The Editorial Foreword to the 1927 edition states that the edition was printed at the Panchen Lama’s request and that his staff, together with Chinese scholars, verified Madame Blavatsky translation of Tibetan words, and they concluded that the translation was correct. The foreword also mentions that Madame Blavatsky studied for several years at Tashilunpo and knew the previous Panchen Lama very well.

The Panchen Lama also endorsed this edition with a special sutra written in Tibetan calligraphy by himself.


All beings desire liberation from misery.
Seek, therefore, for the causes of misery and expunge them.
By entering on the path, liberation from misery is attained.

Exhort then, all beings to enter the path.”

Crossing the Gobi Desert

After the publication of The Voice of Silence in Beijing, Alice Cleather and her group, traveled through the Tibetan plateau, to several unspecified places having agreed to meet with the Panchen Lama in Kokonoor (Lake Koko).

After an extremely arduous journey on camel and foot, through the Mongolian desert, they discovered that the Panchen Lama had been arrested and would not arrive with them, so they returned sailing on the Yellow River in a small barge, where they were assaulted by bandits and stripped of their belongings, arriving in the city of Xining in north China six months later.

After Mrs. Cleather recovered, they went by plane to Beijing. During her stay in Beijing, she published two pamphlets in Chinese. In October of 1936 she fractured her left arm in a fall, and when she recovered, she made plans to attend the Parliament of Religions in Calcutta in March 1937, and taking advantage of the trip to visit Ceylon.

Then she went back to Darjiling and later she returned to Calcutta, where she and her group were informed of the death of the Panchen Lama in Jyekundo on November 1937. In April 1938 she returned to Darjiling, dying on May 4, 1938, at 84 years of age.
(Boris de Zircoff, Collected Writings XIV, p.520)

Alice Cleather defended Blavatsky

Alice Cleather was the only student of Blavatsky (of the Internal Group of London) who fought with all the means at her disposal against the alterations to the teaching of her master, made by her former classmate Annie Besant.

Literary Works

·        The Ring of the Nibelung; An Interpretation Embodying Wagner’s Own Explanations (1903) in collaboration with Basil Crump, G. Schirmer, NY.
·        Parsifal, Lohengrin, and the Legend of the Holy Grail (1904) in collaboration with Basil Crump, G. Schirmer, NY.
·        Richard Wagner's Music Dramas (1904) in collaboration with Basil Crump, Methuen & Co., London 1904, 4 Vols.
·        Tristan and Isolde: An Interpretation, Embodying Wagner’s Own Explanations (1905) in collaboration with Basil Crump, Methuen and Co., London.
·        Lohengrin and Parsifal: Described and Interpreted in Accordance with Wagner’s Own Writings (1913) in collaboration with Basil Crump, Methuen and Co., London.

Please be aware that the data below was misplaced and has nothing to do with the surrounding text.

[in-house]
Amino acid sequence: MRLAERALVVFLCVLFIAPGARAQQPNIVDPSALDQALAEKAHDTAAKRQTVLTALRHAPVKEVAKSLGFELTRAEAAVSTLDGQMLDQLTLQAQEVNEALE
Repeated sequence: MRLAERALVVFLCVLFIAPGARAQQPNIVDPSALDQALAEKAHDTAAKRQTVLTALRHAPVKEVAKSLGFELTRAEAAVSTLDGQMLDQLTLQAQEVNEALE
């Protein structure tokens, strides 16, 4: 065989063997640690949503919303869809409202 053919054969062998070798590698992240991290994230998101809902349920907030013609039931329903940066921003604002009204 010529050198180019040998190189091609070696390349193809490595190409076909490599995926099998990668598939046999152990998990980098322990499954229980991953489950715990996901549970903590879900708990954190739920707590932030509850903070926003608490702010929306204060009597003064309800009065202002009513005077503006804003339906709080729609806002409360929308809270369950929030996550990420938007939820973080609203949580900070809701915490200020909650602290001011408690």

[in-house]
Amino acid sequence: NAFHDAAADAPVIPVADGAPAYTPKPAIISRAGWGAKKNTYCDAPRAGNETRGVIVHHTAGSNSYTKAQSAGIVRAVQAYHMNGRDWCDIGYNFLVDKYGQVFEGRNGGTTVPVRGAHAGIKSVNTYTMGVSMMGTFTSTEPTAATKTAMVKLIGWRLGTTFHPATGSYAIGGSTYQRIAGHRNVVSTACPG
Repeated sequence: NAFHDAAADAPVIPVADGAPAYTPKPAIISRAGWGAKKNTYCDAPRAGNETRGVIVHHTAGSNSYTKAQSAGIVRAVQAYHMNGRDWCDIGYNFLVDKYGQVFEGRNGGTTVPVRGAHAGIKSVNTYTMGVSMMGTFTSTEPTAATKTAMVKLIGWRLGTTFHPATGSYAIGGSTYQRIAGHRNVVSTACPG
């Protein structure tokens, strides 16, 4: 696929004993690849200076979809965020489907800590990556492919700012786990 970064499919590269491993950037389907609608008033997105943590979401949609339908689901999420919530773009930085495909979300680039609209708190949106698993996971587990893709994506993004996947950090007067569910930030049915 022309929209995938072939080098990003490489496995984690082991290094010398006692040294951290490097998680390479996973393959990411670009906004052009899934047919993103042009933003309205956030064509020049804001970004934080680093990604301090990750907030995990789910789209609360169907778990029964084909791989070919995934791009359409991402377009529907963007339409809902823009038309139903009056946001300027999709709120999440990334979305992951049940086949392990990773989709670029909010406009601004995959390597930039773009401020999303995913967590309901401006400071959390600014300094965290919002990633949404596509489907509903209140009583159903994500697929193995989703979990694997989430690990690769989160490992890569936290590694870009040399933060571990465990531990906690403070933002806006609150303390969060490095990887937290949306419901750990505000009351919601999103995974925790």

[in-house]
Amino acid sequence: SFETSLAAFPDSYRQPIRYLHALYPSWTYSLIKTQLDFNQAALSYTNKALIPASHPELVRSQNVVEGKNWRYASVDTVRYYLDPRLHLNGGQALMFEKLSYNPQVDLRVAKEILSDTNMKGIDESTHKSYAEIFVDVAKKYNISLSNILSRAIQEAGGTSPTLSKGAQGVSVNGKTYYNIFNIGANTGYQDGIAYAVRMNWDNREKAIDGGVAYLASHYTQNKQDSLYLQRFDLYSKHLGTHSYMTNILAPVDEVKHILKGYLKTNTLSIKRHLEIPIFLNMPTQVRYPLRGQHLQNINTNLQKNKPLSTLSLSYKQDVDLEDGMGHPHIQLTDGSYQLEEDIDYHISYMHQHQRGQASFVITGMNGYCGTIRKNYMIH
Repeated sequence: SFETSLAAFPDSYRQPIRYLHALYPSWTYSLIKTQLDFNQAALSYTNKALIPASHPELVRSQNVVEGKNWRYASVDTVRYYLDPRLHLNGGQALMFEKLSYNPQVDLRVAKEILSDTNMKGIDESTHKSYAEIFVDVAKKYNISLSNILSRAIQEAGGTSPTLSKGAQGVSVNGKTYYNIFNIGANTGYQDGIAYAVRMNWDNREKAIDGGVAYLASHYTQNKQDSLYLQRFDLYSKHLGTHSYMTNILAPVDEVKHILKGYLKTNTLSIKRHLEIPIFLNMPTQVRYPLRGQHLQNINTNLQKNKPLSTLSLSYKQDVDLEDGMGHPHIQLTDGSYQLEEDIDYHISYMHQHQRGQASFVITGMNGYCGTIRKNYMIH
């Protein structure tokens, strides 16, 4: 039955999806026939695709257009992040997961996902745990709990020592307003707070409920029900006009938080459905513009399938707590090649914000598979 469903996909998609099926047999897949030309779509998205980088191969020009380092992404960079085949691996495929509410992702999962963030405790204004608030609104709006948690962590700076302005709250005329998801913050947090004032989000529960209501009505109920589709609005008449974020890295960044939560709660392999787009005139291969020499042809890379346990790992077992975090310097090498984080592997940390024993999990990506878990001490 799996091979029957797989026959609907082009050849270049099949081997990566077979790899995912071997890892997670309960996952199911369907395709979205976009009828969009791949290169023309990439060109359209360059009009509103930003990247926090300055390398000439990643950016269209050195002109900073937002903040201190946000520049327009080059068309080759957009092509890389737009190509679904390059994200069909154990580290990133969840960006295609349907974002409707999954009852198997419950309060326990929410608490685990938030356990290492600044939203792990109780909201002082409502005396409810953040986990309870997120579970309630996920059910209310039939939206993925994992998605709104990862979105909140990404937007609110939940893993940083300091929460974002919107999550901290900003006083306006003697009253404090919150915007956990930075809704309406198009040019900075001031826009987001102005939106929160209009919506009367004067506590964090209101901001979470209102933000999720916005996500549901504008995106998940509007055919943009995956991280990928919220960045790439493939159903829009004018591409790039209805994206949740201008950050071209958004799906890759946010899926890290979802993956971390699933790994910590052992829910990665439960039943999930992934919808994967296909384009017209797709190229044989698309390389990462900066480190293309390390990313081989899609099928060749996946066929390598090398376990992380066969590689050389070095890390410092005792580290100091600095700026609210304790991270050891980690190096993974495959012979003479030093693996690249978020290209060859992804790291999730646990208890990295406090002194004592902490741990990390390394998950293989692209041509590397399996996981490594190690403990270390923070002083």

·        HP Blavatsky: Her Life and Work for Humanity (1922) Thacker, Spink & Co., Calcutta.
·        HP Blavatsky: A Great Betrayal (1922) Thacker, Spink & Co. Calcutta. Reprinted by The HPB Lending Library, Vernon, BC. (link)
·        HP Blavatsky as I knew Her (1923) with an Addendum by Basil Crump, Thackeer, Spink & Co., Calcutta and Simla. (link)
·        The Voice of Silence (1927) Beijing edition, true to the original, with notes and photo of the Panchen Lama. Beijing.
·        Buddhism, the Science of Life (1928) in collaboration with Basil Crump, China Booksellers.
·        The Pseudo-Occultism of Alice Bailey (1929) with Basil Crump, Thaker Spink and Co., Calcutta. (link)
·        Why I Believe in Buddhism (in Chinese).
·        Some Thought on Buddhism (in Chinese).

(Several of them you can download here.)

Crump was also the author of:

·        The Secret Doctrine on the Problem and Evolution of Sex Victoria, HPB Library, B.C., Canada.
·        Did Jesus visit India and Tibet? Buddha and Christ: Confusion between person and principle (1926) The Far Eastern Times, Peking.
·        Evolution as Outlined in the Archaic Eastern Records (1930)


(This is an article that appeared in the “The O.E. Library Critic” journal in Abril-May 1938, and that serves as a complement for those who want to know more about this incredible woman.)

« Mrs. Alice Leighton Cleather, one of the most valiant defenders of H.P. Blavatsky, died suddenly at Darjiling, India, on May 4th, aged about 84 years. But even at this advanced age she was still actively engaged in the defense of Blavatsky and in opposing the corruptions introduced by Mrs. Besant.

Annie Besant

Mrs. Cleather was born in April 24, 1854, in England. She was the daughter of a Church of England clergyman and the wife of Colonel William Barclay Gordon Cleather, a British army officer who had seen active service in India.

The Colonel Cleather (1837-1919) belonged to the 79th Foot Regiment, within the ranks of which he had risen since his enlistment in 1855. He retired in 1918. They had two children: Graham Gordon Cleather and Thorsten Gabriel Gordon Cleather (1885-1906).

She contacted Theosophy through reading Sinnett’s Occult World in 1881, and joined the Theosophical Society in 1885, but did not meet Blavatsky until 1887, under circumstances which she has interestingly narrated in her book “H.P. Blavatsky As I Knew Her”.